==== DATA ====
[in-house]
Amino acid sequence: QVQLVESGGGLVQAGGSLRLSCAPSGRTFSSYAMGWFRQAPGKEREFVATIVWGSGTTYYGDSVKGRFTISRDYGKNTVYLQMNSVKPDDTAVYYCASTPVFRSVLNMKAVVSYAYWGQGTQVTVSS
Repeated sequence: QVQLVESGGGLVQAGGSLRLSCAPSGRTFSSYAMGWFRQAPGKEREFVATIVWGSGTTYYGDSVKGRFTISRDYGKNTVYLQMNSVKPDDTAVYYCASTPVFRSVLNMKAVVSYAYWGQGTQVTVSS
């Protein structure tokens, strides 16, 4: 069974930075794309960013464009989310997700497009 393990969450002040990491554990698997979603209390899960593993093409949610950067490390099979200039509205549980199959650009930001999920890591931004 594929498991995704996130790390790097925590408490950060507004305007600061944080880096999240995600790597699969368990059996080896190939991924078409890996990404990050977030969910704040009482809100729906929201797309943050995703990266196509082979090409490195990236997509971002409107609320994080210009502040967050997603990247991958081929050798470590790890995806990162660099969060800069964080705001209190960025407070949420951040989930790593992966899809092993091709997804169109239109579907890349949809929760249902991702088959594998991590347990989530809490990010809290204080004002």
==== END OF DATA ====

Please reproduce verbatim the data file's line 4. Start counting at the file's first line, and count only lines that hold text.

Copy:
């Protein structure tokens, strides 16, 4: 069974930075794309960013464009989310997700497009 393990969450002040990491554990698997979603209390899960593993093409949610950067490390099979200039509205549980199959650009930001999920890591931004 594929498991995704996130790390790097925590408490950060507004305007600061944080880096999240995600790597699969368990059996080896190939991924078409890996990404990050977030969910704040009482809100729906929201797309943050995703990266196509082979090409490195990236997509971002409107609320994080210009502040967050997603990247991958081929050798470590790890995806990162660099969060800069964080705001209190960025407070949420951040989930790593992966899809092993091709997804169109239109579907890349949809929760249902991702088959594998991590347990989530809490990010809290204080004002």